JAYWALKING: It’s a marvel that drivers can rebound as quickly as they do after disappointment. It would have been no surprise to me had Yannick Gingras’ performances suffered after the Yonkers Trot decision. The driver had for the second time found himself on the short end of the Triple Crown stick behind Brian Sears and the sting had to be worse after Pinkman was set back. Gingras didn’t flinch and drove Revenge Shark perfectly to victory in the $500,000 Messenger.
There were some impressive 2-year-olds in action at Mohawk on Saturday night and the victories by Control The Moment and L A Delight were dominant in the Metro and She’s A Great Lady respectively. However, in 2015 we have to give pause to those performances and wonder aloud what those victories mean on a national scale. Both Mohawk races come with high purse tags but it would seem that many owners are not as inclined to leave Sire Stakes programs in search of Grand Circuit money as freshman. As good as those two were on Saturday night there appeared to be a lack of high powered horses chasing them at any juncture. I can recall a host of prior 2-year-old pacing races that were wild showcases of 10-horse fields going at it from start to finish. On Saturday night the favorites made the top and the races were essentially over.
I thought the best performance by a losing horse on Saturday night at Mohawk came from J K Endofanera. Used twice in a :25 2/5 opening quarter, the 4-year-old parked Foiled Again to a :53 1/5 half and then chased from a distance as race-winner State Treasurer blew out a :26 2/5 third quarter. The son of Art Major, driven on Saturday by Brett Miller, dug in gamely throughout the stretch and managed to hold on to fourth in the Canadian Pacing Derby.
Iron Mine Bucky, a horse we profiled in last week’s column, finished third from post eight in the final Pennsylvania Sire Stakes event for juvenile trotting colts and geldings at The Meadows on Friday. It was a brave effort for the colt but driver George Dennis did the horse no favors by first taking off the gate at the start and then electing to take the long road to the front at the quarter. That extended move put Iron Mine Bucky in motion and Dennis never seemed to be able to slow down the fractions. The loss may put him out of the final but a return to an off the pace steer could return him to the winner’s circle in short order.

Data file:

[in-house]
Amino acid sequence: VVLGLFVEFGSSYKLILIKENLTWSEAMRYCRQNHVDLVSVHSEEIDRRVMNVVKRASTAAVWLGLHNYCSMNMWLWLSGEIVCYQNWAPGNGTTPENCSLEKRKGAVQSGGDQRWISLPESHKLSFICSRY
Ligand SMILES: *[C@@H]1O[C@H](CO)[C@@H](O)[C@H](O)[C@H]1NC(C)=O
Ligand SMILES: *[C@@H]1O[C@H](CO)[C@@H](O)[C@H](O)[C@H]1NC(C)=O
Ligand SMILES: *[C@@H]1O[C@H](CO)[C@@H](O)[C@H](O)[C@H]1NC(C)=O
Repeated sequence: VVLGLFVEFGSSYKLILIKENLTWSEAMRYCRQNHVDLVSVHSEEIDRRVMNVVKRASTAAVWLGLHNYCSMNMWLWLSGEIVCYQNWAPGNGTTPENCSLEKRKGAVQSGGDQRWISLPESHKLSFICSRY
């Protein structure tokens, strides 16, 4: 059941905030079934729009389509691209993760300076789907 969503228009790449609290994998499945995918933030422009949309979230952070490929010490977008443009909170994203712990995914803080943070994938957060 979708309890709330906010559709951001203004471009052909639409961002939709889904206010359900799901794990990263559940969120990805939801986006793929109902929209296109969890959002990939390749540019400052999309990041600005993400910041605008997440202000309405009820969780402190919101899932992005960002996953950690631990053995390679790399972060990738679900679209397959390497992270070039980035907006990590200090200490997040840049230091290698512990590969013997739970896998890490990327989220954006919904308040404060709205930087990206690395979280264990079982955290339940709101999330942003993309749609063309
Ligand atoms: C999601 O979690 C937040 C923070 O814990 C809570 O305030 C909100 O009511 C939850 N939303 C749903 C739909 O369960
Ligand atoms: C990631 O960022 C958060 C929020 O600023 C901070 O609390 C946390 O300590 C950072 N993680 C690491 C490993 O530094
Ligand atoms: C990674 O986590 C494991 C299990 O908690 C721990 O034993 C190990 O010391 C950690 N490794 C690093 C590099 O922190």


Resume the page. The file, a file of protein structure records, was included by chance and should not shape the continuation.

Lost For Words probably put in the best start of his career from post eight in Saturday’s Pennsylvania Sire Stakes Championship at Pocono. Driver Dave Miller tried to steal the race on the backstretch and gain separation from Wakizashi Hanover and for a short time appeared to have the favorite in jeopardy. Wakizashi Hanover recovered to score in 1:48 1/5 and Lost For Words had to settle for third behind My Hero Ron. While it was a tough burn Lost For Words appears perfectly primed for the Little Brown Jug for trainer Brian Brown.
Wakizashi Hanover would have to supplement to race in the Jug at Delaware, Ohio and that’s something that may have more risk than actual reward. The Delaware County Fairgrounds half-mile oval is unforgiving to those that draw poorly. Supplementing a horse does not come with a post position guarantee.
They have judges at Yonkers? Wow, I didn't know that. Surprised they didn't get mad at Trond for waking them up and making them do something.
I thought same thing watching race that night that there was, reason for inquiry. Got mad changed channel thinking they didn't catch it
Why a trainer at the very top level of the sport-who is assured of receiving well-bred yearlings and top racehorses for years to come, can repeatedly whine and make statements without any class, is beyond me. Hall of Shame candidate rather than his current perch. As a fan for 50 years, I find his statements unprecedented.